Geelani’s death and Pakistan The Excelsior 15 Sep 2021 Maj Gen Harsha Kakar

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Geelani’s death and Pakistan

Geelani’s death and Pakistan The Excelsior 15 Sep 2021

          The announcement of Masrat Alam Bhat as the new head of the All Party Hurriyat Conference (APHC) in place of Syed Ali Shah Geelani was possibly based on Pakistan’s directions to nominate a hardliner, seeking merger of Kashmir with it. Bhat has been in Tihar Jail since 2015. For Pak, the death of Geelani was an end of an era, which they exploited for enhancing violence in the valley leading to lowering India’s image and continuing Kashmir on the global discussion agenda. 

Syed Ali Shah Geelani, a pro-Pakistan separatist leader, passed away on 01 Sep. He was 92. His death, similar to his life, made more headlines in Pakistan than in India. In July last year, Pakistan had honoured him with their highest civilian award, Nishaan-e-Pakistan. Just a few weeks prior to the announcement, he resigned from the Tehreek-e-Hurriyat, which he founded, as also the APHC. He stated in his resignation letter that given the present situation within the Hurriyat Conference, he is dissociating himself from the platform. He was unhappy with Hurriyat members staying silent over the abrogation of Article 370 as also being ignored by Pak.

          For decades, the Hurriyat, under Geelani, claimed it represented the population of Kashmir and should be part of tripartite talks with Pakistan. It considered itself the only organization in J and K with which the centre could hold discussions. Hurriyat leaders enjoyed perks and privileges at state cost, while propagating Pakistan’s viewpoint. Geelani supported Kashmir being a part of Pakistan. An investigative report states that there were over 2900 days of strikes based on calls by Geelani which spans a period of almost eight years. In addition, millions of Pak funnelled dollars were expended to incite violence.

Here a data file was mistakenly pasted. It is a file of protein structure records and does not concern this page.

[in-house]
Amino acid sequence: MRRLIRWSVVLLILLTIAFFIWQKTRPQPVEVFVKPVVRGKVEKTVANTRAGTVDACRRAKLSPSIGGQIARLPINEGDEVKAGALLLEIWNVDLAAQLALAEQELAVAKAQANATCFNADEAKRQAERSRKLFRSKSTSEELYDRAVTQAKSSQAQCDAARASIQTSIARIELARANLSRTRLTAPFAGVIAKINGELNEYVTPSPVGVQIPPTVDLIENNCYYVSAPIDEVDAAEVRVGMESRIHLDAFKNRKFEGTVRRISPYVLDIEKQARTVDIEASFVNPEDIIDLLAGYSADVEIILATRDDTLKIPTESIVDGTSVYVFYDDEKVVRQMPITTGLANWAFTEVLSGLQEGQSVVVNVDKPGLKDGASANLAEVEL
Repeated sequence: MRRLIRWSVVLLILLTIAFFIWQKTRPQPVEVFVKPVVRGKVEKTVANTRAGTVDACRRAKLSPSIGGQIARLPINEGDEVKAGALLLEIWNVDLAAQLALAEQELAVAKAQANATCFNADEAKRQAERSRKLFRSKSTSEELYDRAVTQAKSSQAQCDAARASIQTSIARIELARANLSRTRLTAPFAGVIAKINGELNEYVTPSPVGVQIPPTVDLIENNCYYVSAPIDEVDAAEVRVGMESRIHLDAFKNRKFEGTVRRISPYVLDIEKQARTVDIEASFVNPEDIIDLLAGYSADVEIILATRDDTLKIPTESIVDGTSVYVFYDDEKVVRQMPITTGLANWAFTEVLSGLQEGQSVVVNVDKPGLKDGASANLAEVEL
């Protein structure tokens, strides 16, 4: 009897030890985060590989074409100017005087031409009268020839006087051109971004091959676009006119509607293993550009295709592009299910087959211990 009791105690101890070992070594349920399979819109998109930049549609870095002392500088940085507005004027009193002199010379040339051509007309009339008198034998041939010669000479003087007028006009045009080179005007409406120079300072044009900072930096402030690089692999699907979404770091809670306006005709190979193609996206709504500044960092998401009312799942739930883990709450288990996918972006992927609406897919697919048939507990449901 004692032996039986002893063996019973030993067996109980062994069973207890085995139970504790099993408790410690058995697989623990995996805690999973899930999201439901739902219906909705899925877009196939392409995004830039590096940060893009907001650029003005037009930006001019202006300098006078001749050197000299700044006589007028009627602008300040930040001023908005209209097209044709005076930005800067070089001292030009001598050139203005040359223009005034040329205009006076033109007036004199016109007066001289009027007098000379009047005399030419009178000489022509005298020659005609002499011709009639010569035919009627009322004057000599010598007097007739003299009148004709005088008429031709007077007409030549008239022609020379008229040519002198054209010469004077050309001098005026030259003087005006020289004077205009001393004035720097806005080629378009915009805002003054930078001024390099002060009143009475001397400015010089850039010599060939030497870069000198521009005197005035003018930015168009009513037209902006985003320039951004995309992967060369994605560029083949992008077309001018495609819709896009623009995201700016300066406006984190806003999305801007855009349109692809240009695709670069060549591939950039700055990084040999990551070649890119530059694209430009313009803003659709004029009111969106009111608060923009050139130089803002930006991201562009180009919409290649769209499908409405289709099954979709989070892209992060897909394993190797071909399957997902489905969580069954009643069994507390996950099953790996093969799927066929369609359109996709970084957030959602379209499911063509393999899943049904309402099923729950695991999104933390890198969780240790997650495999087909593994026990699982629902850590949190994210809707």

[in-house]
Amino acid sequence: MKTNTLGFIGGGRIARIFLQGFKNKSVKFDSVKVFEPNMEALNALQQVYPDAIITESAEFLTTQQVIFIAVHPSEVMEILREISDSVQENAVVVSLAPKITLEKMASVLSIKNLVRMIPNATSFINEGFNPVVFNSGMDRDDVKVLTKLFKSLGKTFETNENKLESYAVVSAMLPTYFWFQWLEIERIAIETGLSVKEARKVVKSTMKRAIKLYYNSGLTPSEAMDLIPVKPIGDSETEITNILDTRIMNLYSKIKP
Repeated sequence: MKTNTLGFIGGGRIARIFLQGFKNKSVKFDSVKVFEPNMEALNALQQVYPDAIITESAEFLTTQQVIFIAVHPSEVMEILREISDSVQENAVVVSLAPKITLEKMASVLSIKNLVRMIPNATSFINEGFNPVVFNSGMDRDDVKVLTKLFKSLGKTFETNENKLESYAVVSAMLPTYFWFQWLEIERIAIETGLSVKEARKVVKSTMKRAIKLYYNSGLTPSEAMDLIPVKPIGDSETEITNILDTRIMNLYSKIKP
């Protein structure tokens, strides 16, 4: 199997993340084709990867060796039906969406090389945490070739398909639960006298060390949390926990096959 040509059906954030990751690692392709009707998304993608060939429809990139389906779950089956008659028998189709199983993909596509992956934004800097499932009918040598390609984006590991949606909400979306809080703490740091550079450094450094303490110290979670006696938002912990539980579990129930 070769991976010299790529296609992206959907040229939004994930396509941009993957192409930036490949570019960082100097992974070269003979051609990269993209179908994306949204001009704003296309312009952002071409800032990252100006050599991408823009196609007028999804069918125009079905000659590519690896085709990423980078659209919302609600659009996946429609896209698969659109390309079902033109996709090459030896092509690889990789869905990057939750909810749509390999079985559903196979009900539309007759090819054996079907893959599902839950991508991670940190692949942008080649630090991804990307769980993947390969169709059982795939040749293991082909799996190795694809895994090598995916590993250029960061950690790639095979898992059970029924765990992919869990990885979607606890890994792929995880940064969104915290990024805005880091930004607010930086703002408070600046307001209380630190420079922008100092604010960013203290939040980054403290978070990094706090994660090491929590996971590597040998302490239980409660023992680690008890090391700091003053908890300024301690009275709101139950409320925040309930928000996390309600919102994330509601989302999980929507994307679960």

Like other separatists, Geelani’s children were well educated and settled, while he prevented local Kashmiri’s from gaining education. He treated locals as cannon fodder while ensuring his children were safe and away from the region. During riots post the encounter killing of Burhan Wani in 2016, 31 school buildings were burnt on his call. He demanded closure of army run schools and desired children attend Madrassas. The NIA is probing 14 properties owned by Geelani and his kin valued between 100-150 crores. All this while denying basic income and schooling to locals by ordering strikes and stopped tourism, the main revenue earner for most Kashmiri’s.

          Geelani supported the ouster of Kashmiri Pundits from the valley. He played the demographic card while opposing the transfer of land to the Amarnath board.

Geelani was Pakistan’s face in Kashmir. Any Pak leader visiting India invariably sought a meeting with the Hurriyat. On Pakistan’s national day, Geelani with other separatist leaders were always invited to the Pak embassy in Delhi. In August 2014, India cancelled foreign secretary level talks with Pakistan because their High Commissioner held talks with Geelani.